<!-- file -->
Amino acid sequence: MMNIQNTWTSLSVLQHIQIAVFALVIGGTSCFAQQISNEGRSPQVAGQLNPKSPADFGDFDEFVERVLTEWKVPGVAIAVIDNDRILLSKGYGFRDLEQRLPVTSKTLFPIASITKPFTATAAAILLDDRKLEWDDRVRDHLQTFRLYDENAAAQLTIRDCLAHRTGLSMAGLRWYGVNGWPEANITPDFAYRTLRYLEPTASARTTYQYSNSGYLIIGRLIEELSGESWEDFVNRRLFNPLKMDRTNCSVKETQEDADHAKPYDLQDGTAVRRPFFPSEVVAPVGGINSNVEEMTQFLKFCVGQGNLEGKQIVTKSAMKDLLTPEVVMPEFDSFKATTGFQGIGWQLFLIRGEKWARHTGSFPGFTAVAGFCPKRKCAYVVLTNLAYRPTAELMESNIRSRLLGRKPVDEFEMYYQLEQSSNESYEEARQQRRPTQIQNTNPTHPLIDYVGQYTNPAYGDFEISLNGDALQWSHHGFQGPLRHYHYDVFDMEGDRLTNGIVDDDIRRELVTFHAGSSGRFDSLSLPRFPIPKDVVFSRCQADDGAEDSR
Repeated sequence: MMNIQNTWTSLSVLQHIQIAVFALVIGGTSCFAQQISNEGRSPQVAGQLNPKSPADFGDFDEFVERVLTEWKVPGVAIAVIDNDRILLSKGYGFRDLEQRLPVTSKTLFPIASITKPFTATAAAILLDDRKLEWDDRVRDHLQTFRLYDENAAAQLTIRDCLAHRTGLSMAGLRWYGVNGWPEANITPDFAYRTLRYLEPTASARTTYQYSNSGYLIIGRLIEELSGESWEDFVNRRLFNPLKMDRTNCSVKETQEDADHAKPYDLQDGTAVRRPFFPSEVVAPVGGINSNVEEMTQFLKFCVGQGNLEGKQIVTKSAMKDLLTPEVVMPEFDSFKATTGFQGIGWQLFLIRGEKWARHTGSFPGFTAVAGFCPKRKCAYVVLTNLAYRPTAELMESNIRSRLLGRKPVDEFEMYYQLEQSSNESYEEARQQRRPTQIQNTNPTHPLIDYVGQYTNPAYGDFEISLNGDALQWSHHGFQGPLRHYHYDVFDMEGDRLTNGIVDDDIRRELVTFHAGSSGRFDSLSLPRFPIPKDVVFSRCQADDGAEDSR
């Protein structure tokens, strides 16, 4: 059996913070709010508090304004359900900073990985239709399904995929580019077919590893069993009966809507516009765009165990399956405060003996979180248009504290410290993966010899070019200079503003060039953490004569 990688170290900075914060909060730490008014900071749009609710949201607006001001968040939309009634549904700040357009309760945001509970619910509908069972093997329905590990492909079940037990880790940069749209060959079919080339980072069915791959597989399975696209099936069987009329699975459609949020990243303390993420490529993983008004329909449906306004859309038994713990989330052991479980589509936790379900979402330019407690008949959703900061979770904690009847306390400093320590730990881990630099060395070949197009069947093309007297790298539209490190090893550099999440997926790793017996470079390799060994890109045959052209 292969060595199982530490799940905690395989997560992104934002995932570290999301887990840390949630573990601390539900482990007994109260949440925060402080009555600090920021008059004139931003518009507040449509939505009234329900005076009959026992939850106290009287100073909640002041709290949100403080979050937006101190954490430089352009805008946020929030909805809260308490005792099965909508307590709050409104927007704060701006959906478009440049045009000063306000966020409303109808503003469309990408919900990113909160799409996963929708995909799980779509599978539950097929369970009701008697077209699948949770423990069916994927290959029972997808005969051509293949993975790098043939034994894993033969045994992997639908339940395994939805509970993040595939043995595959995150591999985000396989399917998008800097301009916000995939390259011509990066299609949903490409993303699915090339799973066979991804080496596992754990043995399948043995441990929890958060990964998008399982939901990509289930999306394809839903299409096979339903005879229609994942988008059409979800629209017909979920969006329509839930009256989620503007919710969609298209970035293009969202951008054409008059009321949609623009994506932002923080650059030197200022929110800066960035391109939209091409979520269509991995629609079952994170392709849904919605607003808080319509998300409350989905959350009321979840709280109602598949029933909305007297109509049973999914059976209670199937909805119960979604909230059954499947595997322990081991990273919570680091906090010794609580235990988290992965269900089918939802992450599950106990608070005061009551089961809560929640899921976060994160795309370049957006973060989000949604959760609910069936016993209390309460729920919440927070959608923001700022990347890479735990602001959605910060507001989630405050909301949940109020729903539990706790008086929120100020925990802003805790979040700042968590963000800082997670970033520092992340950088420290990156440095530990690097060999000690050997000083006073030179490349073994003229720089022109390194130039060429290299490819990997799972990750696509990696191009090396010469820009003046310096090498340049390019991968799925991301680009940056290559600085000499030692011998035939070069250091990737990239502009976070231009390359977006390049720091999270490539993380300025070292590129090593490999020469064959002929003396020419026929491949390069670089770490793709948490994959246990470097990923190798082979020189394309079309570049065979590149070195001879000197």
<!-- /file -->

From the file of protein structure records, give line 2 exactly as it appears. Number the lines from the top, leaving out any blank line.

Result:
Repeated sequence: MMNIQNTWTSLSVLQHIQIAVFALVIGGTSCFAQQISNEGRSPQVAGQLNPKSPADFGDFDEFVERVLTEWKVPGVAIAVIDNDRILLSKGYGFRDLEQRLPVTSKTLFPIASITKPFTATAAAILLDDRKLEWDDRVRDHLQTFRLYDENAAAQLTIRDCLAHRTGLSMAGLRWYGVNGWPEANITPDFAYRTLRYLEPTASARTTYQYSNSGYLIIGRLIEELSGESWEDFVNRRLFNPLKMDRTNCSVKETQEDADHAKPYDLQDGTAVRRPFFPSEVVAPVGGINSNVEEMTQFLKFCVGQGNLEGKQIVTKSAMKDLLTPEVVMPEFDSFKATTGFQGIGWQLFLIRGEKWARHTGSFPGFTAVAGFCPKRKCAYVVLTNLAYRPTAELMESNIRSRLLGRKPVDEFEMYYQLEQSSNESYEEARQQRRPTQIQNTNPTHPLIDYVGQYTNPAYGDFEISLNGDALQWSHHGFQGPLRHYHYDVFDMEGDRLTNGIVDDDIRRELVTFHAGSSGRFDSLSLPRFPIPKDVVFSRCQADDGAEDSR